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Do you need to offer gluten free food?

It’s becoming an increasingly common sight on supermarket shelves and in advertising – food that’s promoted as ‘gluten free’. At first glance this might seem just a fad – the latest diet craze. And it’s true that most of us don’t need to avoid gluten as we can eat it with no ill effects.

But for a growing number of people, gluten is something which must be avoided.

Gluten is a protein found in wheat, rye, barley and oats as well as foods and ingredients containing these (including most breads and pasta, many cereals, pastries and biscuits). Many everyday foods contain it, especially as wheat and its derivatives are often used as an ingredient in processed products.

For people who are medically diagnosed with coeliac disease – a permanent intestinal intolerance to gluten – the only effective is a lifelong gluten free diet. The latest figures show coeliac disease affects 1.5 per cent of Australians – around 350,000 people – with many of these remaining undiagnosed.

For those with this condition, there is no “safe” level of gluten – the food they eat must be 100 per cent gluten free, as even a small amount can cause serious health issues such as inflammation of the bowel which can lead to significant long term damage.

While the number of people being diagnosed with coeliac disease means there is a genuine need for gluten free food in school canteens as well as at home and when eating out, The Coeliac Society’s David Sullivan says many people are also ‘self-diagnosing’ – believing themselves to have a gluten intolerance when in fact there could be other reasons for perceived symptoms such as bloating and stomach discomfort.

“Obviously some people are feeling better when eating a gluten free diet,” David says. “They may have undiagnosed coeliac disease but haven’t gone down the path of seeing their doctor. The problem also is that a bad reaction to gluten may be masking other, more serious health conditions, so they should ensure they’re acting under the guidance of a medical practitioner. It certainly is a big concern for us that people self-diagnose, and social media and the internet is playing a big part here.

“Also, from our point of view it’s not desirable to commence a gluten free diet if you don’t have a medical reason for doing so, as it can be less nutritious for people if for example they’re cutting out wheat-based foods which are good sources of fibre. People may think they’re feeling better by eliminating gluten, but in fact it may be something else. For example, we know that the carbohydrates in certain foods can create bowel issues for some people and it’s easy for them to misdiagnose this as a gluten intolerance. So people really do need to see their doctor and have the proper tests done.”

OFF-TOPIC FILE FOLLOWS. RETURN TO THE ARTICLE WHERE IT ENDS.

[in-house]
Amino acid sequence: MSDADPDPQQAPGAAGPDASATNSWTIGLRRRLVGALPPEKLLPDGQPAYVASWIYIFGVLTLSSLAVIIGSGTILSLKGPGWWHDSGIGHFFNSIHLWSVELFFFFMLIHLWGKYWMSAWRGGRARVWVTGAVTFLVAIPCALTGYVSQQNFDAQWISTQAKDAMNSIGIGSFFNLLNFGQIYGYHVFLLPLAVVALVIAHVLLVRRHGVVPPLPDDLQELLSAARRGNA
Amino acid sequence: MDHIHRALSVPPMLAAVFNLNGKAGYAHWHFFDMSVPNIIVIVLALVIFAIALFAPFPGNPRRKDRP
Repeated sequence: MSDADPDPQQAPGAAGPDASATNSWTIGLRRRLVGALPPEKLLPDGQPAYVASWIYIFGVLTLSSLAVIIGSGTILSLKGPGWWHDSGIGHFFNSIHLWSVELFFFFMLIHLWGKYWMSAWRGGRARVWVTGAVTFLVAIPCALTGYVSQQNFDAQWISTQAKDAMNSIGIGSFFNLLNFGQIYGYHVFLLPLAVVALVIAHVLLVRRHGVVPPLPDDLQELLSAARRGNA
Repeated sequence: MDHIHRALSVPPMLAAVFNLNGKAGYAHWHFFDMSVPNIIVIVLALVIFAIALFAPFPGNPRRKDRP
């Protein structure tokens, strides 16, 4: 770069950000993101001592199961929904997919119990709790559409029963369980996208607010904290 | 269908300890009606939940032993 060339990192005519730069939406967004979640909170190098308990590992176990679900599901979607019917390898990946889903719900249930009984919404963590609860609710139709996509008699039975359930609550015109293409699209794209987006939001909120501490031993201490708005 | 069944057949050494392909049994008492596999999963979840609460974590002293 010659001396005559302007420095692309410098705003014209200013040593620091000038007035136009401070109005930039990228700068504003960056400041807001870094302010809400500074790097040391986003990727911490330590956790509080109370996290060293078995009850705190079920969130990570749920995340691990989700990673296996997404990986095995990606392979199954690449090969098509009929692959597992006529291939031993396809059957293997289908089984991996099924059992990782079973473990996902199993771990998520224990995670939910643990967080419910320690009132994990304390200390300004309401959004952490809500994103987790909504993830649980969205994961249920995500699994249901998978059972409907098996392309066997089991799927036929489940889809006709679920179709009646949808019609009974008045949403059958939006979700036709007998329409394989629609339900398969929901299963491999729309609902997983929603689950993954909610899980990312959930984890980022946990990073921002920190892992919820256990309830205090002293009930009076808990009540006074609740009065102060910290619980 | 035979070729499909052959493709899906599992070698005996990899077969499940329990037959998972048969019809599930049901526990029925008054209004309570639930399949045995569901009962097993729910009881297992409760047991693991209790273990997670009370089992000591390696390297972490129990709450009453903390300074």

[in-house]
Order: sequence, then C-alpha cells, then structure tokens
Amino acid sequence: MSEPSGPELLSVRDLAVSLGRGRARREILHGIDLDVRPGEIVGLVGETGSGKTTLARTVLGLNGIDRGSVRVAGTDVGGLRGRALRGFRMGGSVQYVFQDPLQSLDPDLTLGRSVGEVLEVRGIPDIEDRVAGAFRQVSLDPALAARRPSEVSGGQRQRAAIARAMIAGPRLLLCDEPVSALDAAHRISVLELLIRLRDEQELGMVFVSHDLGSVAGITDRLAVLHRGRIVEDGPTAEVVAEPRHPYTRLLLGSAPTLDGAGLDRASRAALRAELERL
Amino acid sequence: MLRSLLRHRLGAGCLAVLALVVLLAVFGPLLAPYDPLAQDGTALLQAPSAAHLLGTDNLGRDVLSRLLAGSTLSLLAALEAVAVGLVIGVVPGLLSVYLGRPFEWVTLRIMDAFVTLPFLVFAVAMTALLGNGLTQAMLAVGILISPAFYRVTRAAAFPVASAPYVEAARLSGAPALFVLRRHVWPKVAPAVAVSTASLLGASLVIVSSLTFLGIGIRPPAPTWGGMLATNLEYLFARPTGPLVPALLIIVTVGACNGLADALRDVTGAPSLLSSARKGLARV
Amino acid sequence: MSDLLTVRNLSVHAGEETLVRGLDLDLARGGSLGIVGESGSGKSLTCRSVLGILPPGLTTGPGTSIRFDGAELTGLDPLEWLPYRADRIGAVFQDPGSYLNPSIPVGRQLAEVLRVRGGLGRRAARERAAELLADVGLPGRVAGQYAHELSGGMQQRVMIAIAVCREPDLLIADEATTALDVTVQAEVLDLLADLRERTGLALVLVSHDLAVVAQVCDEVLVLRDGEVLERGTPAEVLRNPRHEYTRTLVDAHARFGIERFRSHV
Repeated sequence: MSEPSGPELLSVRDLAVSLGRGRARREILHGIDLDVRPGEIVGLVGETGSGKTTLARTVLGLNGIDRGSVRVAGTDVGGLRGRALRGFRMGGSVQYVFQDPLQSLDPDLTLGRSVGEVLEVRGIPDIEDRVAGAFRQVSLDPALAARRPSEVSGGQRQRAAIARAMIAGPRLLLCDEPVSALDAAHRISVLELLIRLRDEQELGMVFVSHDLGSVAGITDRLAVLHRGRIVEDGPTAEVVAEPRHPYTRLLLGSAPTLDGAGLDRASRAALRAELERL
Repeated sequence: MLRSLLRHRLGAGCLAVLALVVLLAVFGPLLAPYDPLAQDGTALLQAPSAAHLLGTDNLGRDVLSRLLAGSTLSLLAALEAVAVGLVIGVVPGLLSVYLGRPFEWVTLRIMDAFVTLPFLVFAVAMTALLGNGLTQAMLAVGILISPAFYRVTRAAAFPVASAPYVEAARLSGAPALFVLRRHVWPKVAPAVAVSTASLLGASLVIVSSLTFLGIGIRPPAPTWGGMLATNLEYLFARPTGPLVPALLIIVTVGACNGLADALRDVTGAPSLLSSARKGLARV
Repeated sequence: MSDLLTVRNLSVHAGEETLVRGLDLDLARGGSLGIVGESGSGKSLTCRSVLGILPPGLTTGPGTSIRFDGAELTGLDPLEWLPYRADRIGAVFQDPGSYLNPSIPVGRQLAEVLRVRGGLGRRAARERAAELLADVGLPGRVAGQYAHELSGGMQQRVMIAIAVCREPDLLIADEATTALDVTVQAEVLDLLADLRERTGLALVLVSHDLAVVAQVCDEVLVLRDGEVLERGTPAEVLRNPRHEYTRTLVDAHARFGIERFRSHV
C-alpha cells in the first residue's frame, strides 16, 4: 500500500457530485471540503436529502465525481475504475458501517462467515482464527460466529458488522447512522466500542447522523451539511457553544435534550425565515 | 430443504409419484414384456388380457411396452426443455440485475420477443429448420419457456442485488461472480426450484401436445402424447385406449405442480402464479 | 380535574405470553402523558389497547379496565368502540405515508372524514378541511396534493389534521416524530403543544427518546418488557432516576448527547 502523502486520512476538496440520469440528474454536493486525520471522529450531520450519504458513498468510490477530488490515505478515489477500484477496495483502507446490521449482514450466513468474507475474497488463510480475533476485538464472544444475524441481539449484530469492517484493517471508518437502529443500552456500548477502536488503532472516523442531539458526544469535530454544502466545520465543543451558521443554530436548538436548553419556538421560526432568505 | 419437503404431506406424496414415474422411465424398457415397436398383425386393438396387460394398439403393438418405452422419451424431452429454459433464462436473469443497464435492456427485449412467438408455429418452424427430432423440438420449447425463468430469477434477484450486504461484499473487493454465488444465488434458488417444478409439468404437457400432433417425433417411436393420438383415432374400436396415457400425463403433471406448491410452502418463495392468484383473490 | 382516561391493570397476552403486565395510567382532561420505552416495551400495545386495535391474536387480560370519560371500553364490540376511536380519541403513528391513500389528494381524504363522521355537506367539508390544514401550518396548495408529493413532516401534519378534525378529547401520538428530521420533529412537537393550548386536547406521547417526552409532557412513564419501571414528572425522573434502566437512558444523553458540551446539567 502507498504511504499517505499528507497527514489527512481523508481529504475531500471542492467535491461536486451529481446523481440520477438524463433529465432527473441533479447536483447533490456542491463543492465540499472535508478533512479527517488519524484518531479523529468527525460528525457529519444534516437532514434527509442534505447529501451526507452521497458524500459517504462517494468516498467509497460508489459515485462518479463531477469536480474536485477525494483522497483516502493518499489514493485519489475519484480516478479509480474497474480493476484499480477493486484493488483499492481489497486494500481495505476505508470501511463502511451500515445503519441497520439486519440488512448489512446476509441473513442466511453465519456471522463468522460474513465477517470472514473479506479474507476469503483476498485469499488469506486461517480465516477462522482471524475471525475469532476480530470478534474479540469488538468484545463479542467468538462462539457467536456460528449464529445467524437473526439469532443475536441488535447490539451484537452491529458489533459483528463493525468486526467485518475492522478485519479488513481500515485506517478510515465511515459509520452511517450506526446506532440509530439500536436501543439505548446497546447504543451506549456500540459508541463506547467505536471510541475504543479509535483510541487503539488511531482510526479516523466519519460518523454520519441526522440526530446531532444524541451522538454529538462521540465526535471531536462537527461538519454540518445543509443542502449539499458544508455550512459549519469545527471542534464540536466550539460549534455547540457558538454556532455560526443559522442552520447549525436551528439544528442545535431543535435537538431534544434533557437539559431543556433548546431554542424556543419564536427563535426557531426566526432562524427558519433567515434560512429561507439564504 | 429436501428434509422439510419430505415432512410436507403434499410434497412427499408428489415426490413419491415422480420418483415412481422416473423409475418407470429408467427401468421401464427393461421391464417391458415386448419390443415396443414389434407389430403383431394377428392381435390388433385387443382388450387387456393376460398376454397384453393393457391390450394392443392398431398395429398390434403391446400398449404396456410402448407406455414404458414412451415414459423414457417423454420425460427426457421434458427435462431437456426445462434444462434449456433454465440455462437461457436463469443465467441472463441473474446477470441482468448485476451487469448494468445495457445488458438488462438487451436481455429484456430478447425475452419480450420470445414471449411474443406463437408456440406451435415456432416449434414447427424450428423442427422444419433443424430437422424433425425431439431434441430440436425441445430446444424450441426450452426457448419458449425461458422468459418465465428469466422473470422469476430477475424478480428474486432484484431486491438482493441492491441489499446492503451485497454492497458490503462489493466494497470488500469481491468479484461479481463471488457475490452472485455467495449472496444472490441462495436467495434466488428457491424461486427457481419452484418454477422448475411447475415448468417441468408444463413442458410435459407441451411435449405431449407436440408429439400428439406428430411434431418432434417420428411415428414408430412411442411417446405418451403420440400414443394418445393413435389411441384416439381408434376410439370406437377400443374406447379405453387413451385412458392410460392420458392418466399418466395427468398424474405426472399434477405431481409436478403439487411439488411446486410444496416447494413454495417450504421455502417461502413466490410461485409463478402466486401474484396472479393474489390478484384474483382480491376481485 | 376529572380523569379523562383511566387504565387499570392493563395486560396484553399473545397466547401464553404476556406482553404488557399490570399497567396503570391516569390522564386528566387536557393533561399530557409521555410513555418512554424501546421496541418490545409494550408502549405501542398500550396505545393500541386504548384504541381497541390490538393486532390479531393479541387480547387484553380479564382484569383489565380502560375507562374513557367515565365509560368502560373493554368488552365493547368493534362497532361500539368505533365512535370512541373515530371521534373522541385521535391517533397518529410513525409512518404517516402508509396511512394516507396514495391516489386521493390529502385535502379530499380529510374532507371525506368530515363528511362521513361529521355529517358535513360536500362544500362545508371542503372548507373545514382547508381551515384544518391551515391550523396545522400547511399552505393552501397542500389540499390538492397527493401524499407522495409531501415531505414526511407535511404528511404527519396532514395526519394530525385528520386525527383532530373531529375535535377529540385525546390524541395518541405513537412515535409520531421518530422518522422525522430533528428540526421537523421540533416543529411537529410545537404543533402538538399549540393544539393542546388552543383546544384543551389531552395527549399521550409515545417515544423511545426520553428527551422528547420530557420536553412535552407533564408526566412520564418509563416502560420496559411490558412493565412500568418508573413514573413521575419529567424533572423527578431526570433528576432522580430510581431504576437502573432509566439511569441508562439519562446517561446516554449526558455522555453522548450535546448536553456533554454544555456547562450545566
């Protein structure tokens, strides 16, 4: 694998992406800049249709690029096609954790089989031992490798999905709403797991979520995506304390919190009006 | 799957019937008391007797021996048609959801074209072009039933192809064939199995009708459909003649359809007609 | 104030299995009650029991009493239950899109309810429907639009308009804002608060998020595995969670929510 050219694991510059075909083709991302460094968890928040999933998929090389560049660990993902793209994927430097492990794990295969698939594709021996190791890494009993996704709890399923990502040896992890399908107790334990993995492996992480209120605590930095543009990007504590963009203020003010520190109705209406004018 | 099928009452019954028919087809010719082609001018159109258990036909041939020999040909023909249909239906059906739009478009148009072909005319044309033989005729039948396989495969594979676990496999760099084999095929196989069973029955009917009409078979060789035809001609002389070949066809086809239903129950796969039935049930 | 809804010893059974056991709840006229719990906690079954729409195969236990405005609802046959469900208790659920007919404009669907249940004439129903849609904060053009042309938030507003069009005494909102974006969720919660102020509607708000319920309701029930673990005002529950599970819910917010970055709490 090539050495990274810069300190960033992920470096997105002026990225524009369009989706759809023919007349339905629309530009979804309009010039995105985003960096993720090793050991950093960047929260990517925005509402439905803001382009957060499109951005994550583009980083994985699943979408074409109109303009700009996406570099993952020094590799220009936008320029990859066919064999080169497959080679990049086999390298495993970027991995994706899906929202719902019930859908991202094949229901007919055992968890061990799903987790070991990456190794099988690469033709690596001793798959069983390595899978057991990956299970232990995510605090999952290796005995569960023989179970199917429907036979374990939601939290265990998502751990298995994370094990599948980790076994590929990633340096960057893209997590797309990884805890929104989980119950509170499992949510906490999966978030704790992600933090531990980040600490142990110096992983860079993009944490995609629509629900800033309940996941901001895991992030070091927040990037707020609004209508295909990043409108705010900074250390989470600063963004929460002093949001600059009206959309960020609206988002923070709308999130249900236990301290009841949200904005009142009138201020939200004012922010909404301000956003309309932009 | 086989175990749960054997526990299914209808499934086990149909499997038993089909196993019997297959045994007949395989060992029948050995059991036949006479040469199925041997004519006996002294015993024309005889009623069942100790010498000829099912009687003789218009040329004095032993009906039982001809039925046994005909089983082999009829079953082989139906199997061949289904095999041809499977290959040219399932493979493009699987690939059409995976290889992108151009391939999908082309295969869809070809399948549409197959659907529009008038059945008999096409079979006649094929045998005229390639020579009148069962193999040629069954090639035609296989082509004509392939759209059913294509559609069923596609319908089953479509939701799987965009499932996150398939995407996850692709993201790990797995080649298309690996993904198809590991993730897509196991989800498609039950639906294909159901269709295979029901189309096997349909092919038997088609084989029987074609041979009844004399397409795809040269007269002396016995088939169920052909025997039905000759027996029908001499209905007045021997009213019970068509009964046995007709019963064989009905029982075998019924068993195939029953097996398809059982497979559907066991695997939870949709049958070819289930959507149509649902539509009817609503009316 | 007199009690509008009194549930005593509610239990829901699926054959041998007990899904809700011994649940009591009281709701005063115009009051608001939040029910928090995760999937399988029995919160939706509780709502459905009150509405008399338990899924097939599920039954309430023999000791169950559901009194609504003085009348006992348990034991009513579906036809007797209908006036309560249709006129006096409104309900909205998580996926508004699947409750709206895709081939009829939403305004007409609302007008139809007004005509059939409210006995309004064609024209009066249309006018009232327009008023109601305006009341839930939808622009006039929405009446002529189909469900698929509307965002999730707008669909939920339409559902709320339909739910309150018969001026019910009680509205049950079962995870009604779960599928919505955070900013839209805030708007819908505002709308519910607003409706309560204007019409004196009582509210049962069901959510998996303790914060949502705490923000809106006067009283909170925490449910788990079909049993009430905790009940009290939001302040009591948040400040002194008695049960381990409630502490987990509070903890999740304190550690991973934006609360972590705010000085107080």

Clearly it makes little sense to avoid gluten unless you have a dietary need to do so. But if your school has students with coeliac disease, that will necessarily restrict what they can order from the canteen.

If you want to be able to cater for these kids, you’ll not only have to source gluten free breads, pasta, biscuits and so on, you’ll also need to pay closer attention to the ingredients labels on sauces, mayonnaises, spreads and toppings.

In order to prepare gluten free meals, you’ll have to ensure your food preparation surfaces are protected against the risk of cross-contamination. Just a few breadcrumbs or a dusting of ordinary wheat flour can contain enough gluten to make someone with coeliac disease sick if it gets on their food while you’re preparing it.

Coeliac Australia, the national organisation supporting people with coeliac disease, suggests that school canteens should have separate sections of the kitchen set aside for the safe preparation of meals for children with coeliac disease.

Colour coding your food equipment, and ensuring separate sets of knives, spoons, spatulas and other everyday utensils for gluten free food preparation, offers further protection against cross-contamination.

If you do have students with coeliac disease at your school, their parents will most likely take an active involvement in what they’re buying from the canteen, as they’ll want to make sure that their needs are being safely managed.

The most important thing is to have suitable procedures in place, for example ensuring that gluten free meals are produced first – before the everyday meals.

In some cases it’s easier to change recipes and make as many meals as possible on the menu gluten free. Many food suppliers are now modifying their product formulations to make food gluten free without compromising either quality or presentation, so it pays to consider using these guaranteed gluten free products. You can find a selection in Term 1 2016 Canteen Magazine’s Product section on p14.

Coeliac Australia offers training services to schools and canteens, and there are also resources available through its state offices for education purposes. For information visit